photo-10I spent a few minutes at the opening party for Bistro Niko — the full-tilt-boogie French restaurant that the Buckhead Life Restaurant Group has opened in the new Sovereign Buckhead building on Peachtree Road. It is quite the looker, a fact you will not ascertain from these blurry phone photos. The Johnson Studio came up with a design that feels both very Buckhead and true to a great train station brasserie in Paris. You want more lousy photos? ‘Cause I got ‘em: photo-9See? Notice the terrible lighting and composition? This is the seafood counter in front of the tiled kitchen. You walk right past the kitchen as you enter the dining room, which is a reassuring feeling here because it looks so spotlessly clean. Inside, the dining room is large, with a zinc bar in the rear behind the wall of wine pictured above. Blurry, antiqued mirrors line the walls and groovy swirls on the ceiling frame glowing amber light bulbs. The most amusing detail is a mural that depicts every monument in …

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Stella to close

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AJC Staff

Owner Rick Chey sent a note to patrons today to let them know he would turn his pizza/pasta joint into another branch of Doc Chey’s by year’s end:

I want to be the first to personally tell you that Stella will be closing at the end of the year. Although we are sad about this news, we are excited to  tell you that Doc Chey’s Noodle House will open in its place.

We’re sending this announcement in advance to give you a chance to get your

Stella fix a few more times before the doors are officially closed on December 30, 2009 at 10 p.m. The location will be closed for renovations for a short time (about a month) before opening as Doc Chey’s sometime in February.

No need to say goodbye to your friends at Stella; Doc Chey’s Grant Park will be run by the same friendly crew that you’ve grown to love at Stella. The restaurant will continue to operate on the same principle of serving made-from-scratch food at affordable prices & fostering good karma by playing a …

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Lunch at Abattoir: Duck meatballs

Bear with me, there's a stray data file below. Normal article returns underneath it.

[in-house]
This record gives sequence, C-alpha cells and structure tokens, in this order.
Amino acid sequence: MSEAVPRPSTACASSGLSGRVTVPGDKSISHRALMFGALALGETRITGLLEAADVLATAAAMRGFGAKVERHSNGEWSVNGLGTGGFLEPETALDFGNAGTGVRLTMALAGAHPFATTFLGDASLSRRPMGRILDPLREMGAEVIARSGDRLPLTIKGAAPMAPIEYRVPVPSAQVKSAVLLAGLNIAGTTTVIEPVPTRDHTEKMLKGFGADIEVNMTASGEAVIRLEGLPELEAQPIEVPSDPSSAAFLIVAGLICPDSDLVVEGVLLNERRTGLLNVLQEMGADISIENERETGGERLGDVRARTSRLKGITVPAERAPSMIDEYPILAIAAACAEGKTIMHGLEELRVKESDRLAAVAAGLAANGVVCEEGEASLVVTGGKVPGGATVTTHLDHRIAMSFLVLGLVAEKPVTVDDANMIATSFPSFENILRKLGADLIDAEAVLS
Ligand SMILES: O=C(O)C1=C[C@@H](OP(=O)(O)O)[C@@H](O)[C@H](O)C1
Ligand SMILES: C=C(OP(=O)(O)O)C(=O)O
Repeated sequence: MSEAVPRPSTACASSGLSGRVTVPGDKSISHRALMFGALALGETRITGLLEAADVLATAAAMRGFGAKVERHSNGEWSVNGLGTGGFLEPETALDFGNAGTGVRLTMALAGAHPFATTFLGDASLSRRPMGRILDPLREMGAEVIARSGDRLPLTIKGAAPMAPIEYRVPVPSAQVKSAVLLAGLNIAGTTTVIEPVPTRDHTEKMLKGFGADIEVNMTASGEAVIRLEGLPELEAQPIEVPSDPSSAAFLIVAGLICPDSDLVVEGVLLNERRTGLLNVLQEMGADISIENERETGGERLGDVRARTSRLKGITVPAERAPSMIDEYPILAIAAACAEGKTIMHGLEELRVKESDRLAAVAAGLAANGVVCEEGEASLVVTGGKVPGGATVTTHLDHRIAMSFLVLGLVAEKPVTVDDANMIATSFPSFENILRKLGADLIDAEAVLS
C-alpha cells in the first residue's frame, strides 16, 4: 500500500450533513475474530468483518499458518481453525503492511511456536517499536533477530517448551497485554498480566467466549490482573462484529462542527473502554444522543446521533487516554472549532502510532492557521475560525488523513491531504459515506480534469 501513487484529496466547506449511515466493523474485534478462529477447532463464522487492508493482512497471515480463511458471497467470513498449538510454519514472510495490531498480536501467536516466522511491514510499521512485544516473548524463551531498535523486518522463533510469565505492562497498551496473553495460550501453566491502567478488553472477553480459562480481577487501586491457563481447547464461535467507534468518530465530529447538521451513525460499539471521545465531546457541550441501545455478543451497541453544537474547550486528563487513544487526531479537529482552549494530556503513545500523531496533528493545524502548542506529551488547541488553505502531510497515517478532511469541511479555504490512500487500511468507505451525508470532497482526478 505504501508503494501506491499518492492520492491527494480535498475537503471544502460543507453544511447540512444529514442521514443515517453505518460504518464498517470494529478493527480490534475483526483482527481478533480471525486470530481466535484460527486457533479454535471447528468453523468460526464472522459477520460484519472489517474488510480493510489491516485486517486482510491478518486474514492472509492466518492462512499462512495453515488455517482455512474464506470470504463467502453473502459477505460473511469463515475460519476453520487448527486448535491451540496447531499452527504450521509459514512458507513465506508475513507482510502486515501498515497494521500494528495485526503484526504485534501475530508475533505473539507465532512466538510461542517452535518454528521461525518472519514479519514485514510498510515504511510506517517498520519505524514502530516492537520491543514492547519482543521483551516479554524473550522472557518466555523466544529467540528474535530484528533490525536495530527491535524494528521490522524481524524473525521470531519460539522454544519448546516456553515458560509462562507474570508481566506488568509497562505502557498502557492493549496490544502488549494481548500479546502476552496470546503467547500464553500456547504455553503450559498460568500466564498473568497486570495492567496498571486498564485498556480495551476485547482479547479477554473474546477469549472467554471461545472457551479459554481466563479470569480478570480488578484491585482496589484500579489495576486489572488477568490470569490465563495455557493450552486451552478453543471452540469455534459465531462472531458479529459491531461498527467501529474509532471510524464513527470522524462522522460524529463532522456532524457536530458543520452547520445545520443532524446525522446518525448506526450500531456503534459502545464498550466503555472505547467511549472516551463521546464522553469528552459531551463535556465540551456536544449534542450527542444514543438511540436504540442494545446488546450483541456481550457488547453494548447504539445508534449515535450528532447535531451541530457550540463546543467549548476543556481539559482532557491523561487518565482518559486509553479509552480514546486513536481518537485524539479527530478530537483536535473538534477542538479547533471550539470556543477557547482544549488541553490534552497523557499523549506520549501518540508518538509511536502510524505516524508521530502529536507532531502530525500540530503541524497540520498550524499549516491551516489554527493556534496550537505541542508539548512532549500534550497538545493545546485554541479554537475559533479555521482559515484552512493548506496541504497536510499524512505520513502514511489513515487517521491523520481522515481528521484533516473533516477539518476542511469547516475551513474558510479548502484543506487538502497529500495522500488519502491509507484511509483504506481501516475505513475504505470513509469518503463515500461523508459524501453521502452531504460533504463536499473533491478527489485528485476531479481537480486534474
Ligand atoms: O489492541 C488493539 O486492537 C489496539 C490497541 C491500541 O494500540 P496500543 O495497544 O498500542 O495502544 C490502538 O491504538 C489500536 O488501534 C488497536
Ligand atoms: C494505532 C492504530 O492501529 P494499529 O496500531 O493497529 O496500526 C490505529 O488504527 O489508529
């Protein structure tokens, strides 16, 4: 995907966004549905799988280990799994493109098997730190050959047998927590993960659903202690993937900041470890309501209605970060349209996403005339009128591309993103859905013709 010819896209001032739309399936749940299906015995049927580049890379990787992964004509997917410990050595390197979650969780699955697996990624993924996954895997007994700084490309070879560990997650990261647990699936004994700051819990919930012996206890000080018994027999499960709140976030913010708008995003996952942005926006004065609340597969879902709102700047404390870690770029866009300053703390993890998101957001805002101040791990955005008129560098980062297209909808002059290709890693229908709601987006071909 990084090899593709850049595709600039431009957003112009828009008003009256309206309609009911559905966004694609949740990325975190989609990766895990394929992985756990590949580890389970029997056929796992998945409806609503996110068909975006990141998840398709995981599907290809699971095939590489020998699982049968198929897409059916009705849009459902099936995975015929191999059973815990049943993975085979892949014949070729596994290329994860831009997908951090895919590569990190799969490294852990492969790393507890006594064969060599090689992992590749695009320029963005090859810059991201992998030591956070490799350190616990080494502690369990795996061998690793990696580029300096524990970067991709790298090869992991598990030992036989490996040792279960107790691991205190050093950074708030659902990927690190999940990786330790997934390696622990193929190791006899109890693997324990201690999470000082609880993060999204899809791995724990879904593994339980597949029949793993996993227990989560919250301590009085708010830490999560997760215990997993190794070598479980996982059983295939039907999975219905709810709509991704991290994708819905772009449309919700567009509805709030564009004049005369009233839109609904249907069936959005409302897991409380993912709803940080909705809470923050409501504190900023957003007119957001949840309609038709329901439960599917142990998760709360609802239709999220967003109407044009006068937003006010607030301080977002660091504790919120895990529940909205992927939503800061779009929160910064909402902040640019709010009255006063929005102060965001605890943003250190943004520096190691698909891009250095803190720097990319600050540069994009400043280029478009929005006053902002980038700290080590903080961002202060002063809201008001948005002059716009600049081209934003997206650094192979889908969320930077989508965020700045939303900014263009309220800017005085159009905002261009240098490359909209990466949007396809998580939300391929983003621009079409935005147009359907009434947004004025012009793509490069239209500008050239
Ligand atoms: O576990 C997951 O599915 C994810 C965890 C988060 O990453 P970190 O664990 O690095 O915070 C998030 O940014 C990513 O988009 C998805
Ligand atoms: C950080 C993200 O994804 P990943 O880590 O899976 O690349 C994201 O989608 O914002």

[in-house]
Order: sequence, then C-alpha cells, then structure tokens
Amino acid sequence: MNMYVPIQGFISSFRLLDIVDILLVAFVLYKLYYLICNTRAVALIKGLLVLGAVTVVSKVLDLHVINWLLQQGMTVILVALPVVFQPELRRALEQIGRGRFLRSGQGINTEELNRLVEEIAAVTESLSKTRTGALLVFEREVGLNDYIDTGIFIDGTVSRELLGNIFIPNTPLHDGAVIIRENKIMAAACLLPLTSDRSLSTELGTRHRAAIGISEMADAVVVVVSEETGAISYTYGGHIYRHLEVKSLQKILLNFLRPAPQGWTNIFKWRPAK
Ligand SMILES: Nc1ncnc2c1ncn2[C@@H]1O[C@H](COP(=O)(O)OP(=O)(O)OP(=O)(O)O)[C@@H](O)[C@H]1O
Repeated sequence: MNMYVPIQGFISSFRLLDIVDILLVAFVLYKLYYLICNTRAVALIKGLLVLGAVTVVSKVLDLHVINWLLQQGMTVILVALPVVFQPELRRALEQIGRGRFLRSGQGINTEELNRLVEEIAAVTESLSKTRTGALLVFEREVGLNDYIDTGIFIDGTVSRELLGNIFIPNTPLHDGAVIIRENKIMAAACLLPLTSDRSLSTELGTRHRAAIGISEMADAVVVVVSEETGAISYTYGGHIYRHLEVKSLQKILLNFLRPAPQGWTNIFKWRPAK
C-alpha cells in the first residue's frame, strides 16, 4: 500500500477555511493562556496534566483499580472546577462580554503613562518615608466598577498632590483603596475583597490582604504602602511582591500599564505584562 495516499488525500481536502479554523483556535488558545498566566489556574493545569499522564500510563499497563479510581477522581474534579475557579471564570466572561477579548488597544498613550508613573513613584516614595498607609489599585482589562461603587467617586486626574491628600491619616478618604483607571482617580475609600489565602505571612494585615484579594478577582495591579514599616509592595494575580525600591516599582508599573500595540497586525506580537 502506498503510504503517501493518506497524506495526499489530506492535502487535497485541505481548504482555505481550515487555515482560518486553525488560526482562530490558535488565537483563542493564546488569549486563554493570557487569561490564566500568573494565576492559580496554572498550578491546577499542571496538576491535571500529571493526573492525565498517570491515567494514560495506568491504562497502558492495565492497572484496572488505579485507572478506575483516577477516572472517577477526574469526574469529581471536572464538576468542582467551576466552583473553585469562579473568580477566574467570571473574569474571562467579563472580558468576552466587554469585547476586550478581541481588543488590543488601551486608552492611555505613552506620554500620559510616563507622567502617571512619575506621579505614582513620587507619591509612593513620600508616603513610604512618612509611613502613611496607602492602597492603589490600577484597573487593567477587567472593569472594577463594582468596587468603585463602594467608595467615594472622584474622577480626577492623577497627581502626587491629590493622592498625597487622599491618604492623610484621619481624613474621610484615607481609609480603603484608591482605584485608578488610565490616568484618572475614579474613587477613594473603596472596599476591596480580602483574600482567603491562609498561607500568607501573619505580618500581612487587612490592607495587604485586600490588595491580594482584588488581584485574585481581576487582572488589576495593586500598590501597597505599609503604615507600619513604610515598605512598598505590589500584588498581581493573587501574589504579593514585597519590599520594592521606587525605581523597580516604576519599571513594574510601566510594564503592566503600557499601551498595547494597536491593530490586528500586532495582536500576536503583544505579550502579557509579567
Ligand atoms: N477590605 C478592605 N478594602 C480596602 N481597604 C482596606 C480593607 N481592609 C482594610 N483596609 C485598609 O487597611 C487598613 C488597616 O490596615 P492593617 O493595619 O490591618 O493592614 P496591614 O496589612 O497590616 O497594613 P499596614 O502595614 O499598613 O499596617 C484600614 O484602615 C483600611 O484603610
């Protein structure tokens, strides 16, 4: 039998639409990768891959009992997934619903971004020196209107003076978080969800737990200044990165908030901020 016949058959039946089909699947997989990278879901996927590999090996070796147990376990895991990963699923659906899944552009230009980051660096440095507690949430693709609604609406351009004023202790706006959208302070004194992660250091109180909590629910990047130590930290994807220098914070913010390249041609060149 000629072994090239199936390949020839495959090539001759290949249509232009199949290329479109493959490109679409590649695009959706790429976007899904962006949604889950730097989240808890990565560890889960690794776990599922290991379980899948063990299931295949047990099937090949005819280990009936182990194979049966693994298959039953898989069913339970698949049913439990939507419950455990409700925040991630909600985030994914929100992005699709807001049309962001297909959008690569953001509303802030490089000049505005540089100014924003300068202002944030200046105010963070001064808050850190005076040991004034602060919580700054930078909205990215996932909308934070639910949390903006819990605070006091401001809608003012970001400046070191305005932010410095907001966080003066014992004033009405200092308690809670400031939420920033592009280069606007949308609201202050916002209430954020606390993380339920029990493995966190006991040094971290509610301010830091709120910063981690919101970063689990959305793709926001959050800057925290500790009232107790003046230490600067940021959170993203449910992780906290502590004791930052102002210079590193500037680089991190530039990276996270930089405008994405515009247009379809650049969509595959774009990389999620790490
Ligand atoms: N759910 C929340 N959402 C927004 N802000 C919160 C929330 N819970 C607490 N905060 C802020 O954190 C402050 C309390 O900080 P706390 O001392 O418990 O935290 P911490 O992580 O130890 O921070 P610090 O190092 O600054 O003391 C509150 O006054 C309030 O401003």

photo-17When Abattoir first opened, everyone was excited to visit but they weren’t quite sure how to spell the name, which is French for “slaughterhouse.” And so people were posting a lot about their meals at “Abbatoir.” That tickled my funny bone.

Abbatoir: a hermetically sealed room where “Dancing Queen” is played on an endless loop.

Anyhow, the good news is that Abattoir is now open for lunch. In fact, the restaurant is open straight through from noon through 11 p.m., Tuesdays-Saturdays, so it’s a perfect place to go for one of those mid-afternoon-escape-the-world lunches. The bad news is that Abattoir serves the same menu at lunch and dinner, and the prices that seem on the edge of reasonable at night come off as a little steep at lunch.

I ordered these duck meatballs ($16), made with duck confit and ground  mirepoix (presumably the classic mixture of onions, carrots and celery), served in a sticky glaze over parsnips and bok choy. The flavor was deep and interesting, albeit …

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30 Restaurants in 30 Days: Mary Mac’s Tea Room

marymacsignBefore we even get to the vegetables (fruited Jell-o, pickled beets, chicken-less dumplings) at Mary Mac’s Tea Room, may we stop and admire the cocktails?

It’s such a perfect pick-your-poison list: Mint Julep, Hurricane, Martini, Bloody Mary, White Russian, Mimosa, “Georgia Peach.” Or, if you’re a teetotaler, you can get a cool glass of buttermilk. Not me. One of these days I will go to Mary Mac’s, get tanked on White Russians and wander the dining room reciting lines from “The Big Lebowski.” Until that day comes, I will eat my, um, vegetables.

I have to admit that during the 12 years I’ve lived in Atlanta, I have only been to this 62-year-old classic once. Why? I don’t know. There’s something about feeling like a tourist in your own town that’s a turnoff, and for whatever reason, Mary Mac’s has always seemed just a teensy bit like an Epcot Center restaurant.

marymacmenuMaybe it’s the carpeting, or the antique-ish sideboards, or the endless mullions, or the gift case, or the loudspeaker …

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Front Burner: The word of the week is “opening”

Note: Today we begin a weekly feature — a roundup of restaurant news and doings around greater Atlanta. Do you have any tips? Then please email me at jkessler@ajc.com and I will be your friend forever.

niko3I don’t know if this is a sign the recession is over, but for the first time in recent memory the week’s news seems to be filled with restaurant openings, not closings. Tops on the list? Bistro Niko, the first major Atlanta offering from the Buckhead Life Restaurant Group since Kyma in 2001 (concessions in Philips Arena and a Chops/Lobster Bar spinoff in Florida notwithstanding).It officially opens on the 5th.

niko2In design and menu, Bistro Niko evokes a Parisian belle époque brasserie. Look for a friendly menu of French classics, such as tarte flambée, quiche, tournedos au poivre and frites cooked in duck fat. With Bistro Niko right across the street from the Intercontinental’s Au Pied de Cochon, we can expect a cross-Peachtree Gallic showdown.

May the best tarte au citron win. …

Continue reading Front Burner: The word of the week is “opening” »